A name belongs where it can be remembered. A name carved on a public wall to expedite a society's collective guilt, or a family's frustration, is a strange epiphany. This cold wall, in a cold world, performs a social moulding of consent for all the horrors of modern war, an orchestrated collective gaze of muted appreciation.
In 2015 I visited my great uncle's war grave in France. Among these pastures of the dead I felt at peace. This is where his body lay, this is where his body fell.. The Armed Forces Memorial with it's wide plaza of measured stone, walls of vertical names, and bronze semi naked, semi sexualised soldiers, left me profoundly uneasy.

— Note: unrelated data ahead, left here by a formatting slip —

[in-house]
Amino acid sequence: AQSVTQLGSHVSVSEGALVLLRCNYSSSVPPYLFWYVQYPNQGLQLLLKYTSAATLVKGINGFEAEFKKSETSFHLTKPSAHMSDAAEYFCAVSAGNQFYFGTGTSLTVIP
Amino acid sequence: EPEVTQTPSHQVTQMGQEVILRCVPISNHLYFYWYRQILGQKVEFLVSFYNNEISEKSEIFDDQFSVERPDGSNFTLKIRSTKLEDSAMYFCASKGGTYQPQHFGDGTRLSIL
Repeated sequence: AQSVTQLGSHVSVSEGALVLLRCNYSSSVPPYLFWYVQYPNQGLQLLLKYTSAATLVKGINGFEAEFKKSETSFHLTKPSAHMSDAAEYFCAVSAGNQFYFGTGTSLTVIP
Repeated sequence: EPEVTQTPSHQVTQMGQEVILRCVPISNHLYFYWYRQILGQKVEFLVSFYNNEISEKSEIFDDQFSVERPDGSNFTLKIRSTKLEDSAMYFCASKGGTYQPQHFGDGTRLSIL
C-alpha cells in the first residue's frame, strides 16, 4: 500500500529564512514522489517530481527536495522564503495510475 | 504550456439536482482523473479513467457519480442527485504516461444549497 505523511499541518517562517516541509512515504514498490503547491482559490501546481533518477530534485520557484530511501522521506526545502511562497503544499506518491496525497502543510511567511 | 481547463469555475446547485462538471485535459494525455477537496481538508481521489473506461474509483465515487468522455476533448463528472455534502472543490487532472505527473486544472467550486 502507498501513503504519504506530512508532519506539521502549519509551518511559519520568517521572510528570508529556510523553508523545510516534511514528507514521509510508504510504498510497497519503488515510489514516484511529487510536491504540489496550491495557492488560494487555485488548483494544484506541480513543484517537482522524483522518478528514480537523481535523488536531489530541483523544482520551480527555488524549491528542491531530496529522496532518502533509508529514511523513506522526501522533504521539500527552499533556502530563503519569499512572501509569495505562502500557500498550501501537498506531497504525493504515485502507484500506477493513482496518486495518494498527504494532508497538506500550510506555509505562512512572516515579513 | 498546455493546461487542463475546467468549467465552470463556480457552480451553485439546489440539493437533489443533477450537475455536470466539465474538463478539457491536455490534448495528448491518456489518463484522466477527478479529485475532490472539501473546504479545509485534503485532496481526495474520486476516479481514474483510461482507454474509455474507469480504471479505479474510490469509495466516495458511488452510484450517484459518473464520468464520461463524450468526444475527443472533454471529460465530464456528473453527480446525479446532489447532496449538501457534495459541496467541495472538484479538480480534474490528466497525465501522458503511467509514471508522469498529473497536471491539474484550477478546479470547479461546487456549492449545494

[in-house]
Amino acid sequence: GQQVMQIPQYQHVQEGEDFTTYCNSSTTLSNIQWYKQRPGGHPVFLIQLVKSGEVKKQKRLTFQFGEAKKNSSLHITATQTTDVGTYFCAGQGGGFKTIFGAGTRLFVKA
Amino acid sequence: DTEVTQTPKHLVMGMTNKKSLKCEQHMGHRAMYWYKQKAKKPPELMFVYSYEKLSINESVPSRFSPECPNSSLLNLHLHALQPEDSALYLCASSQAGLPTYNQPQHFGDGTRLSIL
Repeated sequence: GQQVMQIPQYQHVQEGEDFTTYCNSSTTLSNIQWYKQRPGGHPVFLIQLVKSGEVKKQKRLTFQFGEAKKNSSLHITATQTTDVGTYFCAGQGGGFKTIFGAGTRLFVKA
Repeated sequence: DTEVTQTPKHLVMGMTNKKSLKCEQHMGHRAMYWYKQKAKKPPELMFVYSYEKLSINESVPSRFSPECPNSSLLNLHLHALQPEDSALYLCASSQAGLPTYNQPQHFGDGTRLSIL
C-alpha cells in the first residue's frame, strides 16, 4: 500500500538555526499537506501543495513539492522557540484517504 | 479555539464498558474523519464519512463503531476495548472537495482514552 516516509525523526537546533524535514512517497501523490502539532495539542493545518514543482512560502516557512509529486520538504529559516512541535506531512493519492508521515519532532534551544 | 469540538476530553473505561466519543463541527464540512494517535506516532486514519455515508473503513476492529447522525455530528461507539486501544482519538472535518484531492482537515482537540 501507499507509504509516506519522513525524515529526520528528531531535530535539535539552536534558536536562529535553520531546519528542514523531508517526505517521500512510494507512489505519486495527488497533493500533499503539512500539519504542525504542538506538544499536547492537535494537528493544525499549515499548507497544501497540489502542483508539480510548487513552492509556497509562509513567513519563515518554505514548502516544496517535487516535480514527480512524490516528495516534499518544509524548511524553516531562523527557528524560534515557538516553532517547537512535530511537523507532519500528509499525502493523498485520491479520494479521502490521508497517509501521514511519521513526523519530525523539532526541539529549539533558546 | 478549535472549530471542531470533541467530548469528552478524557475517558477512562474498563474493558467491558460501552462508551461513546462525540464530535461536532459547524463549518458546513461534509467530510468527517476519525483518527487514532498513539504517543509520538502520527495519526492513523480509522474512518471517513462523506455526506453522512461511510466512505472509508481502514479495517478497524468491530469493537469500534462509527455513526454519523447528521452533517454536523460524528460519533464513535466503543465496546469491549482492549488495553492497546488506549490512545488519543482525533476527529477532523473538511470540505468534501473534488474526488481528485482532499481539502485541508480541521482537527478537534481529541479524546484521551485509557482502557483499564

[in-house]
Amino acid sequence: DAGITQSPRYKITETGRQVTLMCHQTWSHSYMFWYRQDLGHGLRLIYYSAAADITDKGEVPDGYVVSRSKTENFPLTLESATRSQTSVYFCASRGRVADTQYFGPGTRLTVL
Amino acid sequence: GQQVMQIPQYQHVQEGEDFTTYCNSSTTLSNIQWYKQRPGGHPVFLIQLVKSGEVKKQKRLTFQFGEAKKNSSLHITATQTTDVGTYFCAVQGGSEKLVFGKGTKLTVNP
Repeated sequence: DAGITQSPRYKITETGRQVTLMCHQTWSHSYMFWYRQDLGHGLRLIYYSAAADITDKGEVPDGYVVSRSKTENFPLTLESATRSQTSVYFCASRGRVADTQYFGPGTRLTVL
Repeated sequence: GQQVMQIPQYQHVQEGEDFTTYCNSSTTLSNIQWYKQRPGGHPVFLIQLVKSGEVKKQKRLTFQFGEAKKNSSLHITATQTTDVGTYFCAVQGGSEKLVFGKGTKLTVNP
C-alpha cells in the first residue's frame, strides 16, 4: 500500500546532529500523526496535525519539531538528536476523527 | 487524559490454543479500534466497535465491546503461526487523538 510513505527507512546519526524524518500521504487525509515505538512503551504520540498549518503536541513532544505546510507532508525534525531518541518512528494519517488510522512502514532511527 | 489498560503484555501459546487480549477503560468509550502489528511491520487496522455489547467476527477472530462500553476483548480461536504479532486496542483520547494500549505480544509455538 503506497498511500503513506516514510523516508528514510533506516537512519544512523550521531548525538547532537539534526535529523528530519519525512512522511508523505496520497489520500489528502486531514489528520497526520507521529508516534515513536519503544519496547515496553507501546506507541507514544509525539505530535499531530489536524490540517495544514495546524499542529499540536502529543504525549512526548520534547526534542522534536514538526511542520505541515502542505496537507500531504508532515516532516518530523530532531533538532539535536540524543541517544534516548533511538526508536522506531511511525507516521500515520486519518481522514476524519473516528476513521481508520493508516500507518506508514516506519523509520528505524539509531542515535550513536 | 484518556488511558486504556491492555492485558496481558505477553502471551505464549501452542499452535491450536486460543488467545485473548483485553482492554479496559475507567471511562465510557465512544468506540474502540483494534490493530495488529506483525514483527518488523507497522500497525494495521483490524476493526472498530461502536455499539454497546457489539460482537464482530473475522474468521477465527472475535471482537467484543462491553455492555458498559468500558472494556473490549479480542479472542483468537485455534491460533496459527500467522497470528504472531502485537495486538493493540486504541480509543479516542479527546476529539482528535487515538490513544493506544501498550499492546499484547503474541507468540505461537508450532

Mark Cator, The Armed Forces Memorial, 2017